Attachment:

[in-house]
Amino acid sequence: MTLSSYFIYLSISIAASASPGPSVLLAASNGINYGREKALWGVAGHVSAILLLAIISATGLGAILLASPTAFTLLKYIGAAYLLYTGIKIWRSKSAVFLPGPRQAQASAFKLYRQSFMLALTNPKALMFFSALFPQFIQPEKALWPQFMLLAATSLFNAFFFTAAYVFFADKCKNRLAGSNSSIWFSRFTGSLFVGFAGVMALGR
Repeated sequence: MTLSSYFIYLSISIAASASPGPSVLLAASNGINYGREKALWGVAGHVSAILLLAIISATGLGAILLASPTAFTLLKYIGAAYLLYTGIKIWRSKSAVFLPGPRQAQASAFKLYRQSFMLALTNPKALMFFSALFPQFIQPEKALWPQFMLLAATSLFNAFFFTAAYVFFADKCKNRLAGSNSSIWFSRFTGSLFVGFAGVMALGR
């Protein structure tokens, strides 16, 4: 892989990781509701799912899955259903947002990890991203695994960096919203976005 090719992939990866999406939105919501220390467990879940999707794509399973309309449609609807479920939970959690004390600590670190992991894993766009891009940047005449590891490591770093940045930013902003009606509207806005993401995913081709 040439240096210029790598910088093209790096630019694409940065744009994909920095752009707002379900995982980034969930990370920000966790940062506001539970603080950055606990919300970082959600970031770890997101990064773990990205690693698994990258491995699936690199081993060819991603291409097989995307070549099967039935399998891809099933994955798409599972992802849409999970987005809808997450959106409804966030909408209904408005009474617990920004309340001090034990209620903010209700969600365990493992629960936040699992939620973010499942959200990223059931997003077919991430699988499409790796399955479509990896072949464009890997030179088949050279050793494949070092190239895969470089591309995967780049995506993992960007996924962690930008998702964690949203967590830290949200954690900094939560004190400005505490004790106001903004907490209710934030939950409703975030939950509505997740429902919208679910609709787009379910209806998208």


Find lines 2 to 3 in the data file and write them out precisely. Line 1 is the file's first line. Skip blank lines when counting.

Amino acid sequence: MTLSSYFIYLSISIAASASPGPSVLLAASNGINYGREKALWGVAGHVSAILLLAIISATGLGAILLASPTAFTLLKYIGAAYLLYTGIKIWRSKSAVFLPGPRQAQASAFKLYRQSFMLALTNPKALMFFSALFPQFIQPEKALWPQFMLLAATSLFNAFFFTAAYVFFADKCKNRLAGSNSSIWFSRFTGSLFVGFAGVMALGR
Repeated sequence: MTLSSYFIYLSISIAASASPGPSVLLAASNGINYGREKALWGVAGHVSAILLLAIISATGLGAILLASPTAFTLLKYIGAAYLLYTGIKIWRSKSAVFLPGPRQAQASAFKLYRQSFMLALTNPKALMFFSALFPQFIQPEKALWPQFMLLAATSLFNAFFFTAAYVFFADKCKNRLAGSNSSIWFSRFTGSLFVGFAGVMALGR